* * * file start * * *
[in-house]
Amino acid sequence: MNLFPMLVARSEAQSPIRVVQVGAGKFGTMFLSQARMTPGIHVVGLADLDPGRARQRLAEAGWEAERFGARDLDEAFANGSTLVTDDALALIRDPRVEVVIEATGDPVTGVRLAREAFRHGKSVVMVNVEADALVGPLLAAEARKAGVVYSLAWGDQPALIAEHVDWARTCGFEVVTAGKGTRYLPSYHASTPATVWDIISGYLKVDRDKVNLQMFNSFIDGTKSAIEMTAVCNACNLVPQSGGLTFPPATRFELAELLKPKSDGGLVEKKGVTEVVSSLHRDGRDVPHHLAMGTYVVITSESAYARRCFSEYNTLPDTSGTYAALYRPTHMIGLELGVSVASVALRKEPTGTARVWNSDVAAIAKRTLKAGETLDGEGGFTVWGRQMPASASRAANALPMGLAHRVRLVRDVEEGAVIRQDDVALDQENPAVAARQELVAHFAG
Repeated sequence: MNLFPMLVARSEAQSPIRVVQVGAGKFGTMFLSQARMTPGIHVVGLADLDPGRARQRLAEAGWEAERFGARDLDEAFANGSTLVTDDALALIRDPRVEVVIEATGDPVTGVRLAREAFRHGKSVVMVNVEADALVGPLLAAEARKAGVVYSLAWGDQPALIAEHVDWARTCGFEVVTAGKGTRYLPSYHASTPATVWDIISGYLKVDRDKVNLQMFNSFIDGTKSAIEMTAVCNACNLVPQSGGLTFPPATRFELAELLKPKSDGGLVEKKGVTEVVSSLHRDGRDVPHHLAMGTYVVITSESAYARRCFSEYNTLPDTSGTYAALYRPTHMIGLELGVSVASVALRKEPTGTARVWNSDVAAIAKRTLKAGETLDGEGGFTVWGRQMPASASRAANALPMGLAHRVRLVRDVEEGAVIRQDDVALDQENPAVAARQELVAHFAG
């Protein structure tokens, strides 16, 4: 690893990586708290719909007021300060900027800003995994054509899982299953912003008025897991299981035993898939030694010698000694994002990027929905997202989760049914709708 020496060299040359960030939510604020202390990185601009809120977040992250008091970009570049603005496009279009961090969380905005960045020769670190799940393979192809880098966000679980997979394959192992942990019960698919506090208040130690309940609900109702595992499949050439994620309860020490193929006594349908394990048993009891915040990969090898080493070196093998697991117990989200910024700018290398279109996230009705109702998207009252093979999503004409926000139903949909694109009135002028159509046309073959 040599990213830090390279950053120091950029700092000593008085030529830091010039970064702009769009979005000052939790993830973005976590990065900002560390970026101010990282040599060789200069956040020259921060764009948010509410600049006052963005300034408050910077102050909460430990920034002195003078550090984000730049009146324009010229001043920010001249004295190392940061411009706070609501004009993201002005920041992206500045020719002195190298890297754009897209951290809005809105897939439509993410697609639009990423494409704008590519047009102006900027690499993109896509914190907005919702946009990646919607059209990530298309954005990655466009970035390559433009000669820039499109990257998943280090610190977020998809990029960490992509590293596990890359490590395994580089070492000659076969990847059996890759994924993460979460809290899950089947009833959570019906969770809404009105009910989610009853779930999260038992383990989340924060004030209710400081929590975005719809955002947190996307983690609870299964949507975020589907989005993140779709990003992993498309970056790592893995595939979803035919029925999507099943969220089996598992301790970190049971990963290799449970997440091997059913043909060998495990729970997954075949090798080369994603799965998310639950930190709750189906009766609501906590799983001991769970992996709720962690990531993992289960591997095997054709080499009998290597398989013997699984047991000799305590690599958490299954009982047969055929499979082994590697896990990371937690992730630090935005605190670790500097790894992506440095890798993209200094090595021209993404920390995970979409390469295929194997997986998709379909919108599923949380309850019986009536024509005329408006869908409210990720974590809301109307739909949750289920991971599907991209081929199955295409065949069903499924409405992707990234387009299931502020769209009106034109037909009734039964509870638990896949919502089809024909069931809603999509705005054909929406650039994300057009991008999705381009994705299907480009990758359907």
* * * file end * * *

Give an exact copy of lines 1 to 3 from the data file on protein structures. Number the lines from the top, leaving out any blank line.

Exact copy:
[in-house]
Amino acid sequence: MNLFPMLVARSEAQSPIRVVQVGAGKFGTMFLSQARMTPGIHVVGLADLDPGRARQRLAEAGWEAERFGARDLDEAFANGSTLVTDDALALIRDPRVEVVIEATGDPVTGVRLAREAFRHGKSVVMVNVEADALVGPLLAAEARKAGVVYSLAWGDQPALIAEHVDWARTCGFEVVTAGKGTRYLPSYHASTPATVWDIISGYLKVDRDKVNLQMFNSFIDGTKSAIEMTAVCNACNLVPQSGGLTFPPATRFELAELLKPKSDGGLVEKKGVTEVVSSLHRDGRDVPHHLAMGTYVVITSESAYARRCFSEYNTLPDTSGTYAALYRPTHMIGLELGVSVASVALRKEPTGTARVWNSDVAAIAKRTLKAGETLDGEGGFTVWGRQMPASASRAANALPMGLAHRVRLVRDVEEGAVIRQDDVALDQENPAVAARQELVAHFAG
Repeated sequence: MNLFPMLVARSEAQSPIRVVQVGAGKFGTMFLSQARMTPGIHVVGLADLDPGRARQRLAEAGWEAERFGARDLDEAFANGSTLVTDDALALIRDPRVEVVIEATGDPVTGVRLAREAFRHGKSVVMVNVEADALVGPLLAAEARKAGVVYSLAWGDQPALIAEHVDWARTCGFEVVTAGKGTRYLPSYHASTPATVWDIISGYLKVDRDKVNLQMFNSFIDGTKSAIEMTAVCNACNLVPQSGGLTFPPATRFELAELLKPKSDGGLVEKKGVTEVVSSLHRDGRDVPHHLAMGTYVVITSESAYARRCFSEYNTLPDTSGTYAALYRPTHMIGLELGVSVASVALRKEPTGTARVWNSDVAAIAKRTLKAGETLDGEGGFTVWGRQMPASASRAANALPMGLAHRVRLVRDVEEGAVIRQDDVALDQENPAVAARQELVAHFAG